A contribution from the Social, Economic and Geographical Sciences (SEGS) Group at The James Hutton Institute
Written by Annie McKee, with contributions from: Dominic Duckett, Mags Currie, Carla Barlagne, Claire Hardy, Leanne Townsend, Sharon Flanigan, Ruth Wilson, Jon Hopkins, and Annabel Pinker
As a social science research group, we spend much of our time undertaking social research in rural communities and with land managers across Scotland, and internationally. We get to know people and community groups, and follow their progress with interest. During this period of global crisis, many of us are concerned about the impact of the Covid-19 outbreak (‘Coronavirus’) on rural Scotland.
Through a series of blog posts, we have shared some our social science experience to consider how rural Scotland can and might respond to the Coronavirus crisis. We considered first the key factors that underpin community resilience, followed by the impact on aspects of Scottish agriculture, and finally the potential for positive change post-virus. For each blog post, we collectively posed the questions: what do we know already from our social science experience, and how can this knowledge help rural communities, businesses, and policy makers respond? Here we summarise this blog series and provide links to the underpinning research.
As described in Part 1 of this blog series, many research projects in rural communities across Scotland have sought to understand the key factors that underpin community resilience. ‘Community resilience’ is understood as a community’s capacity to adapt to change, whether as a result of an emergency or cumulative, long-term transformation. Long-term rural decline (e.g. depopulation, ageing, unemployment, etc.), as well as more sudden disruptive change, can particularly affect the resilience of communities in remote and rural areas of Scotland. Underpinning resilience in rural communities therefore relies on shared understandings of what ‘community resilience’ means in practice, the existence of positive community capacity and social capital, as well as local community resilience groups and social innovation. These features of community resilience will be vital to support rural communities during and after the Coronavirus crisis.
In Part 2 we turned to the impact of the Coronavirus crisis on aspects of Scottish agriculture, in particular the value of collaboration and peer-to-peer learning in farming communities. Research has demonstrated that machinery rings represent an opportunity for farmers to circumvent concerns relating to loss of independence and autonomy by accessing collaboration as a form of service provision mediated through facilitators. Examples of facilitation skills and networks being mobilised to provide immediate support for citizens and businesses experiencing economic impacts associated with measures to limit the spread of Covid-19 are already being seen.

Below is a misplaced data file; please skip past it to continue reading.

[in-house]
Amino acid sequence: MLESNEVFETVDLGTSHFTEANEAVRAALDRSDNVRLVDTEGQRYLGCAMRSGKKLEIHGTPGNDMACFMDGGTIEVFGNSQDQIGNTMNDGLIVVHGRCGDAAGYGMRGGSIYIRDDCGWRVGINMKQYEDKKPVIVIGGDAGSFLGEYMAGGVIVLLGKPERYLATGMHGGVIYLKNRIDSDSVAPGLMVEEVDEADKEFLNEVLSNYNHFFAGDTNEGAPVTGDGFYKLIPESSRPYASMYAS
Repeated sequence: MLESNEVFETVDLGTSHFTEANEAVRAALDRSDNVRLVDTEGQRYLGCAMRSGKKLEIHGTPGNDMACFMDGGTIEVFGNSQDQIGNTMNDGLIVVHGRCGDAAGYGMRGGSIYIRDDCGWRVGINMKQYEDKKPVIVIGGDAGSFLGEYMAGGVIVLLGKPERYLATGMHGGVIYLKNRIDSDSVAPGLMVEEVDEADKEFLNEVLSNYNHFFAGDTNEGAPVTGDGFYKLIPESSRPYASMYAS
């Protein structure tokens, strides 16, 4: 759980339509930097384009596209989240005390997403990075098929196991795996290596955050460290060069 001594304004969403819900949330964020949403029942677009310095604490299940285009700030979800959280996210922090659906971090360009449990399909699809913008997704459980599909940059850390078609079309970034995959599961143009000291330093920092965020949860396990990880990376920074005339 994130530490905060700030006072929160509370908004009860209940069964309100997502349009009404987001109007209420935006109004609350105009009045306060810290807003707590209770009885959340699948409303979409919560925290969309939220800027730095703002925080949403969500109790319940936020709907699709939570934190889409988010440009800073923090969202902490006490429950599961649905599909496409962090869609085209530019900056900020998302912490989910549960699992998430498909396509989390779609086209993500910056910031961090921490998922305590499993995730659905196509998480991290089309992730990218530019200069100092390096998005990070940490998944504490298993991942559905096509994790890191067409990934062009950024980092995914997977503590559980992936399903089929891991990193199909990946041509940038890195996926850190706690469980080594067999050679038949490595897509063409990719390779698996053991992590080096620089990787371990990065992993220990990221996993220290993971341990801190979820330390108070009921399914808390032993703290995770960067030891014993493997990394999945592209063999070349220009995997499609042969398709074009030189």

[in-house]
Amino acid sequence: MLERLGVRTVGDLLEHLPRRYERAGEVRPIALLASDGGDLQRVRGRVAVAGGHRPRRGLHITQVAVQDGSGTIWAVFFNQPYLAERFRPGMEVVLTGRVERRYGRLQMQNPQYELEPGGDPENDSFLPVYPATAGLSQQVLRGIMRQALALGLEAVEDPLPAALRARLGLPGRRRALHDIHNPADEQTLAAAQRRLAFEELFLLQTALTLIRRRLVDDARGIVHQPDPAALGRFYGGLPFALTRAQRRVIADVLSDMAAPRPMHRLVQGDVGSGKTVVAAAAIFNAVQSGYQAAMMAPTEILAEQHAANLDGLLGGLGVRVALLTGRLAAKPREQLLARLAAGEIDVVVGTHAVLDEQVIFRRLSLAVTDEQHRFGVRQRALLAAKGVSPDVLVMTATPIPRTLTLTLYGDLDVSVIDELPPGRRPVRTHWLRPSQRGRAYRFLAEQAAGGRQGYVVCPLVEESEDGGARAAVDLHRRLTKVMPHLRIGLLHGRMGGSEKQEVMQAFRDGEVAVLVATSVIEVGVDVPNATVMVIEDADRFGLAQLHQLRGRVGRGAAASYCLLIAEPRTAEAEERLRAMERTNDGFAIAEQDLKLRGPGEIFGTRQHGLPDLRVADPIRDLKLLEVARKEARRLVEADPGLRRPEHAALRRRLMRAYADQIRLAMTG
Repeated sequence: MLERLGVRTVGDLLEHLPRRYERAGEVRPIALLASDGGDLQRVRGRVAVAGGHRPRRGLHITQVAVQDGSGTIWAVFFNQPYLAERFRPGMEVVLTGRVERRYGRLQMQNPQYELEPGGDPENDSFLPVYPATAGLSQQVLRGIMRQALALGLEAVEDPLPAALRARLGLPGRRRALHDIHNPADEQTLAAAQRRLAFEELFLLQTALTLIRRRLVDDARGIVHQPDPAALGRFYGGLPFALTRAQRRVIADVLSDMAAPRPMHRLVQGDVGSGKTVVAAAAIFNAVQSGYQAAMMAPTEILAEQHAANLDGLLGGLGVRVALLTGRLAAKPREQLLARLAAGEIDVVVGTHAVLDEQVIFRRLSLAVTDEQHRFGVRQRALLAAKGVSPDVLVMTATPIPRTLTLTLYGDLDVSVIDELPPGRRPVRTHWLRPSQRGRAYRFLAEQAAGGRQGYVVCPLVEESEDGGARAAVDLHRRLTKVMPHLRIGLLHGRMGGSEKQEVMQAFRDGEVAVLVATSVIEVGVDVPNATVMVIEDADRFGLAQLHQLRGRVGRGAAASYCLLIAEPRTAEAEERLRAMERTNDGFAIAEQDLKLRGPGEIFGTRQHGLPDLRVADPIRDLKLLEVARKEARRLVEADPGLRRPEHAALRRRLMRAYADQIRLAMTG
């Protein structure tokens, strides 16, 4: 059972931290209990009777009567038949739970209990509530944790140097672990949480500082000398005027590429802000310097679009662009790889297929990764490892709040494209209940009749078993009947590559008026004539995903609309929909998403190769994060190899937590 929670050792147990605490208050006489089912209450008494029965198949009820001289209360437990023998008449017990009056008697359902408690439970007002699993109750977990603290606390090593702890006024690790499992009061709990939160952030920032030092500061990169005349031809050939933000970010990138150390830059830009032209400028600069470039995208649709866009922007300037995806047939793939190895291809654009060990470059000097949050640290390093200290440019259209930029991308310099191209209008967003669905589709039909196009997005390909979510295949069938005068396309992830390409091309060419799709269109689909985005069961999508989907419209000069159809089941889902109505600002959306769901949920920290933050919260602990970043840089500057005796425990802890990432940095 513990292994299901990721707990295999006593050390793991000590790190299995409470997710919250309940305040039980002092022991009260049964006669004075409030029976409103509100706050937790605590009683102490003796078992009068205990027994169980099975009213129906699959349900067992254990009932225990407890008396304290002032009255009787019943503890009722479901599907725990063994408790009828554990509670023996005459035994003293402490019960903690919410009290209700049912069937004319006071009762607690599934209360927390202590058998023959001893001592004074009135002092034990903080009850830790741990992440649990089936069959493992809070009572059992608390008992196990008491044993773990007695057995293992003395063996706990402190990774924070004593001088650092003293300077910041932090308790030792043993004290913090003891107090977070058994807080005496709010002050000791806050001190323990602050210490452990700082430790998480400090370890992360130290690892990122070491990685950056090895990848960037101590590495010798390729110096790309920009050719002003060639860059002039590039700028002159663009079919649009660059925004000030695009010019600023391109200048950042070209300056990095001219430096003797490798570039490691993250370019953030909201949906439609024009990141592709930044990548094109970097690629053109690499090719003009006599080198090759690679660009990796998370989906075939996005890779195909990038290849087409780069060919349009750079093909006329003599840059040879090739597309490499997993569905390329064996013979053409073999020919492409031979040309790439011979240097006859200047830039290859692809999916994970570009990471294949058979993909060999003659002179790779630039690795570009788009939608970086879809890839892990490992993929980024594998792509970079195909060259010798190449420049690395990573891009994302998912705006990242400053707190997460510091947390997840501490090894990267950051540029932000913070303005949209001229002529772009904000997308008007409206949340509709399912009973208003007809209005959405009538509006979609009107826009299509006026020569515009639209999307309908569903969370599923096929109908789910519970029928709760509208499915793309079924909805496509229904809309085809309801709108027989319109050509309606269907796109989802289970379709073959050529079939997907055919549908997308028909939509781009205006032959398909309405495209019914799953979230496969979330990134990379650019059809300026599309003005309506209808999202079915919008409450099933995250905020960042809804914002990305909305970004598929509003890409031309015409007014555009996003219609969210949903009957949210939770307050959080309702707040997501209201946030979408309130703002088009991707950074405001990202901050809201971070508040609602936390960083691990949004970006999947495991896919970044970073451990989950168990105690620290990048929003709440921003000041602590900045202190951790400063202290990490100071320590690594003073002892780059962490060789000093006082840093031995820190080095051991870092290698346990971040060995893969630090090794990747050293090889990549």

It is clear that the Coronavirus outbreak has given rise to greater public awareness and interest in where our food is produced, food supply chains, and therefore arguably, how land is used for food production in Scotland and beyond. In post-virus Scotland, we anticipate more people seeking to access locally-grown food and a revival of small-scale food production to meet this demand. It may be necessary to consider incentivising landowners to provide access to land for smallholders and other new entrants to agriculture.
Finally, in Part 3, we focussed on the how the virus outbreak may open up opportunities and instigate advances in technology that could lead to positive changes in rural Scotland.
Provision of services to rural communities, particularly those in more sparsely populated parts of Scotland, has long been recognised as a challenge and the Coronavirus crisis brings some of the consequences of this into sharp relief, not least access to healthcare facilities. Solutions arise with digital technology, including eHealth and online education opportunities, although these are not always easily adopted by older people.
Access to digital tools may help to maintain communication within and between communities, supporting the maintenance of social bonds. The greater everyday use of such tools will help to embed them after the crisis. However, it is important to identify inequality and rural diversity in Scotland, and whether all communities have the resources and local human capital to respond effectively. Critically, we may therefore underestimate the vulnerability of some more remote rural areas with an aging population profile, a relatively high proportion of self-employed workers and small businesses, and poorer access to services and online connectivity. This is an important consideration in the promotion of ‘spatial justice’ and wellbeing in rural communities, ensuring that opportunities are equitable and overcome the impact of a post-virus global recession.
The SEGS group at the James Hutton Institute seeks to continue to share relevant research experience and develop new research that will support all communities in rural Scotland in light of the Coronavirus crisis. Please don’t hesitate to contact us with research suggestions or questions.